The Monetary Authority of Singapore (MAS) has issued a set of legally binding requirements to raise the standards and strengthen the cyber resilience of the financial sector.
The Notice on Cyber Hygiene states that financial institutions must comply with risk management guidelines within the next 12 months in an effort to strengthen their cyber resilience.
"Cyber threats in the financial sector are growing because of increased digital footprint and pervasive use of the internet," said Tan Yeow Seng, chief cybersecurity officer at MAS. "The financial sector must remain vigilant and ensure that defenses are able to counter varied and evolving threats."
It will now be mandatory for financial institutions to comply with the following requirements:
- establish and implement robust security for IT systems;
- ensure updates are applied to address system security flaws in a timely manner;
- deploy security devices to restrict unauthorised network traffic;
- implement measures to mitigate the risk of malware infection;
- secure the use of system accounts with special privileges to prevent unauthorised access; and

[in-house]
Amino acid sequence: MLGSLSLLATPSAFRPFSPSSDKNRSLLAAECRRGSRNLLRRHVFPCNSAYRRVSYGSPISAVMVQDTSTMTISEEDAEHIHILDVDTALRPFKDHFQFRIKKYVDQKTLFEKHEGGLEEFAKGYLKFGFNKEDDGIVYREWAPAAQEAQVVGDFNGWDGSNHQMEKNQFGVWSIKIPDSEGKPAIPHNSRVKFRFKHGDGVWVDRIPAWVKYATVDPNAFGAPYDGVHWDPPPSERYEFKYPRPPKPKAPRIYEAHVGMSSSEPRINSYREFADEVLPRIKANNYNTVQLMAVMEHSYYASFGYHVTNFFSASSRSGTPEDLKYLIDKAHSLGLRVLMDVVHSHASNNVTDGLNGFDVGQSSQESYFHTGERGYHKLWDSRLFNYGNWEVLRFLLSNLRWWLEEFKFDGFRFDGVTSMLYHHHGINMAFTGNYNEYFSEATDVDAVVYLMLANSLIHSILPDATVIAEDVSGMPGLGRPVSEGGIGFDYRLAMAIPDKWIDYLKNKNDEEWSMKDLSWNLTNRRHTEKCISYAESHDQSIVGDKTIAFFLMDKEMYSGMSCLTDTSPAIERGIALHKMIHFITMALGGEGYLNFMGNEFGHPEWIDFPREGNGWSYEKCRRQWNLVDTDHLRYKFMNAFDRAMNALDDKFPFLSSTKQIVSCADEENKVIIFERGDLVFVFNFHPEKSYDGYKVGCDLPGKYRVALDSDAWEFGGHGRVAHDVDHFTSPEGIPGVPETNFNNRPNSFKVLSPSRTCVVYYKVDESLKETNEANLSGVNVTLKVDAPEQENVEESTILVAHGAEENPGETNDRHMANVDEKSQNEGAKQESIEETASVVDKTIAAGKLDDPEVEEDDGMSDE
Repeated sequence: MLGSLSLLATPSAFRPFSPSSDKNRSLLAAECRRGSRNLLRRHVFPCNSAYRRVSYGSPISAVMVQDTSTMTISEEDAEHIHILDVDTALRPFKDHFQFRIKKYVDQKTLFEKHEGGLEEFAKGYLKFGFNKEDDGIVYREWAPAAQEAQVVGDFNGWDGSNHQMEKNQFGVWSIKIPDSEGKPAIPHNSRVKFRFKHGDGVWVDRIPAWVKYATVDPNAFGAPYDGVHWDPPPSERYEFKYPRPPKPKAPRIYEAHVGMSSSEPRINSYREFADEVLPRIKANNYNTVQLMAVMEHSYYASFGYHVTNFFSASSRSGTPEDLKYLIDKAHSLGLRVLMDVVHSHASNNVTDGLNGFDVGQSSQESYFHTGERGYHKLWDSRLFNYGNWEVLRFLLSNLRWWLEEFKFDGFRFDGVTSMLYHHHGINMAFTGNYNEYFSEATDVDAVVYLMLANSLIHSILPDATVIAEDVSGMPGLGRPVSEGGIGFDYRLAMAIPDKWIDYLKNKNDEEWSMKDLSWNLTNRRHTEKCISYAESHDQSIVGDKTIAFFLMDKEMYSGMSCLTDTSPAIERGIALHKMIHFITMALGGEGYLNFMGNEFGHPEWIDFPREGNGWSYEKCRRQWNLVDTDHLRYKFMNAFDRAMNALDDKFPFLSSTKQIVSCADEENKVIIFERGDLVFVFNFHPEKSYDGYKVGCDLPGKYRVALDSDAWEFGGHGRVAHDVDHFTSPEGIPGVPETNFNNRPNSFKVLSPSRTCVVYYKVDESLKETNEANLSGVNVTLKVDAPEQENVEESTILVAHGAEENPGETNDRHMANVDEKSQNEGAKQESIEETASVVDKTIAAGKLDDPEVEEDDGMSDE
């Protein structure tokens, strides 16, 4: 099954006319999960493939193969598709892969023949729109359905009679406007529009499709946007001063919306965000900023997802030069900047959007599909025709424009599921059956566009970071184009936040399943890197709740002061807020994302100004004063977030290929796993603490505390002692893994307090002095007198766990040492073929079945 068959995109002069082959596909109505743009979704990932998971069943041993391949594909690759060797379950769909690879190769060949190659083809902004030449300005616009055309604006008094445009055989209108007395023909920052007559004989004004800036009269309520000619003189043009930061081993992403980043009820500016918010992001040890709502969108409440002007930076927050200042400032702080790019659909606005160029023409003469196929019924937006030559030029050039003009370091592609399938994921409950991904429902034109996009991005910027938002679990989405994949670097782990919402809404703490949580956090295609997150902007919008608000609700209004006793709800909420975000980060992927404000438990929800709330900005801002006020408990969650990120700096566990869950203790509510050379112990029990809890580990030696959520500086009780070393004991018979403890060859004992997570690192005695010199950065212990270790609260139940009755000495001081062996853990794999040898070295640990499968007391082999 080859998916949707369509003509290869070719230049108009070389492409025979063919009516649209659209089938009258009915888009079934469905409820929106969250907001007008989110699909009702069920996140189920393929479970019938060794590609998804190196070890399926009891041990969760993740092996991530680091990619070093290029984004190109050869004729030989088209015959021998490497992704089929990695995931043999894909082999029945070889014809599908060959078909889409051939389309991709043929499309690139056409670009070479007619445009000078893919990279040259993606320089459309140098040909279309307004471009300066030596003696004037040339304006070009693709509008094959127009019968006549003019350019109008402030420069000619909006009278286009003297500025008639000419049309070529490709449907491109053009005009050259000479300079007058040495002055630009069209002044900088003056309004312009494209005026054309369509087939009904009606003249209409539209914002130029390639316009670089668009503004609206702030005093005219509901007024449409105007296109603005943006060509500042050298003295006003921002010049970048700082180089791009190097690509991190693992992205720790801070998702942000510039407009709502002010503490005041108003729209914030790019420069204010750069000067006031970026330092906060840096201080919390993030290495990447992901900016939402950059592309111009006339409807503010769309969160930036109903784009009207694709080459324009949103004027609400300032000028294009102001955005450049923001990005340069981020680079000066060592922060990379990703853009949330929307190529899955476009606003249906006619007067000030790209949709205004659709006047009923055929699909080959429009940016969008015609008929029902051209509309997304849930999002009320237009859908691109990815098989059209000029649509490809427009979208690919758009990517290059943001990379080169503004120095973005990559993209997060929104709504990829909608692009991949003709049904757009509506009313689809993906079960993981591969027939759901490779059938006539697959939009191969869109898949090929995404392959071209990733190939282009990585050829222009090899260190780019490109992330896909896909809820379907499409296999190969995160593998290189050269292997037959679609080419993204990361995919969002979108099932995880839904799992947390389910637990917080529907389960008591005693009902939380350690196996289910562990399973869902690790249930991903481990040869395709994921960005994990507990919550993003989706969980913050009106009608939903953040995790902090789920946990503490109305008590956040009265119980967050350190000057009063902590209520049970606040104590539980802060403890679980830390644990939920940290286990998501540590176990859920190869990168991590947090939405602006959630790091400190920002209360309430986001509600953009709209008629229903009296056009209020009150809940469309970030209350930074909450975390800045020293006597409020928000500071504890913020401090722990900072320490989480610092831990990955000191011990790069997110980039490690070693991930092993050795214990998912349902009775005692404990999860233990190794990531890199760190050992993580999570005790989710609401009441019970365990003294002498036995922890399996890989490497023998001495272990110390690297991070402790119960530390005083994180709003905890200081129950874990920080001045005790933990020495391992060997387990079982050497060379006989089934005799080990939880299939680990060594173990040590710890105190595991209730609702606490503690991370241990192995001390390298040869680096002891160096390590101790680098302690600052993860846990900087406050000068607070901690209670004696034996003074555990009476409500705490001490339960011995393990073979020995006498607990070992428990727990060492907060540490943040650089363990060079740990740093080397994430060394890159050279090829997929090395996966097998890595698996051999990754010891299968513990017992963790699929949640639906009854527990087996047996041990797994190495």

- strengthen user authentication for critical systems as well as systems used to access customer information.
Financial institutions have until August 6, 2020 to comply with the new guidelines.
"Good cyber hygiene can go a long way in protecting financial institutions from common types of cyber incursions as the proposed fundamental and essential measures can be implemented by all financial institutions regardless of size or system complexity," Seng said.
Singapore's central bank has established the new requirements in the wake of recent security incidents, including:
- The leak of data on the HIV-positive status of more than 14,000 patients exposed online, allegedly by a US citizen whose partner was a Singapore doctor with the authority to access the data
- A SingHealth breach that exposed data of about 1.5 million patients, including the prime minister
- The exposure on the internet of personal information of more than 800,000 blood donors for more than nine weeks
MAS had sought feedback from the public and various industrial firms on the proposal to make this suite of cybersecurity measures into legally binding requirements. Financial institutions provided some suggestions regarding implementation, including focusing on strengthening user access to systems that store or access customer data and allowing more time for financial institutions to design, acquire and integrate robust user authentication technology into their critical systems.